From Martha Mitchell’s Encyclopedia Brunoniana:
TheComputing Laboratory at 180 George Street, a gift of the widow and son of Thomas J. Watson, Sr., was dedicated in his memory on January 12, 1961. The IBM7070 computer which it was built to house, the first of this system installed on the Eastern seaboard, was acquired through a grant from the National Science Foundation and the generosity of the IBM Corporation. Philip Johnson was architect of the building, and Conrad Green ’36 of Providence was supervising architect. Johnson wrote, “I conceived the Brown Computing Laboratory as a porticus – a porch – to emphasize its importance as a technical center, its unique setting in the cityscape and its dignity as a memorial building. Though neo-Classical, therefore in conception, the materials and the design of the columns are quite contemporary. Only precast stone could have been used to form the X’s of the entablature; only plate glass could render the porch usable in New England. By use of the red granite chips, I thought to harmonize the Laboratory with the 19th century which surrounds it.” The tapestry from a design of Arshile Gorki was given by Philip Johnson and hung in the building. After the opening of the Center for Information Technology in 1988, the Computing Laboratory building was reassigned for the use of the Applied Mathematics Division.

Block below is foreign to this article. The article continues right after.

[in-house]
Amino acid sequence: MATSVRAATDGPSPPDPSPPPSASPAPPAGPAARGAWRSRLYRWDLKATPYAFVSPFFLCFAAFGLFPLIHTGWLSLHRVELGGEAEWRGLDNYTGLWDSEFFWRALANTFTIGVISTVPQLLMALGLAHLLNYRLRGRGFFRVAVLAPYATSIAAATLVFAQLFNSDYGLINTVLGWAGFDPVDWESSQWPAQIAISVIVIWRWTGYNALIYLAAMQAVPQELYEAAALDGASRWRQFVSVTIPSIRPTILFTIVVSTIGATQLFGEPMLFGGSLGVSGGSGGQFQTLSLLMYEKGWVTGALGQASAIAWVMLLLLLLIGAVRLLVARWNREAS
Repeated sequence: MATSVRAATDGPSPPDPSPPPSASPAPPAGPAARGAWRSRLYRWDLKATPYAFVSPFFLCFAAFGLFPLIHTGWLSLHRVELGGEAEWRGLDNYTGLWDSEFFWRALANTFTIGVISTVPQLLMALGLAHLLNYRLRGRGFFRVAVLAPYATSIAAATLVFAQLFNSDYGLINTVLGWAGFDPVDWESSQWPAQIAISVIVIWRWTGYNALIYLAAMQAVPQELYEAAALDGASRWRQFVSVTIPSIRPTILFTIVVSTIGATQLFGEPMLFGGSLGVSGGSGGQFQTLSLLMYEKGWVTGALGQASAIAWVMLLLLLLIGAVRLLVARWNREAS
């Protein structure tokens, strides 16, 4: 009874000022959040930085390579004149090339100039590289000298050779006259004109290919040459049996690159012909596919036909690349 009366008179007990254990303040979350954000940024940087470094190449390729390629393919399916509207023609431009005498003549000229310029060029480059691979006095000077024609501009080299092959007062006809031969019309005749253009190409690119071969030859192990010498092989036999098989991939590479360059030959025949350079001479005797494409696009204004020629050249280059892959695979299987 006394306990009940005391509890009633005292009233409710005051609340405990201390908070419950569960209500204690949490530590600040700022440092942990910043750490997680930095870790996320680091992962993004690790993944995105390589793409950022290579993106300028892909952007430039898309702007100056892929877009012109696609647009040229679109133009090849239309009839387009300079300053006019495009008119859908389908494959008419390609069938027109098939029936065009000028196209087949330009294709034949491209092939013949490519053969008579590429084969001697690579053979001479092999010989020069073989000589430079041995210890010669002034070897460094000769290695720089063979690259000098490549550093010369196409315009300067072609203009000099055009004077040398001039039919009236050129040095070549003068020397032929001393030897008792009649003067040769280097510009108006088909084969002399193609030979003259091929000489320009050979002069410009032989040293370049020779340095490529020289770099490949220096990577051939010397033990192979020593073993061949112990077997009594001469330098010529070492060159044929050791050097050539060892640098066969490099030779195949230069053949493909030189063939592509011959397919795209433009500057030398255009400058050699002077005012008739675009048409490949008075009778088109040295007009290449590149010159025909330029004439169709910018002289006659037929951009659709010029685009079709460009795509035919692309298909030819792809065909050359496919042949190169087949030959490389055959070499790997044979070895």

The words on the plaque placed in the Brown University Computing Laboratory in 1987 are, “given by Thomas J. Watson, Jr. ’37, son, and Jeannette K. Watson, wife, in honor of Thomas J. Watson, Sr., who, from the days of the punched card tabulators to the first years of the computer era, led IBM, as chairman, to the creation of machines that would attack the great problems of science and mathematics previously out of the reach of human capability.”
The above entry appears in Encyclopedia Brunoniana by Martha Mitchell, copyright ©1993 by the Brown University Library. It is used here by permission of the author and the University and may not be copied or further distributed without permission.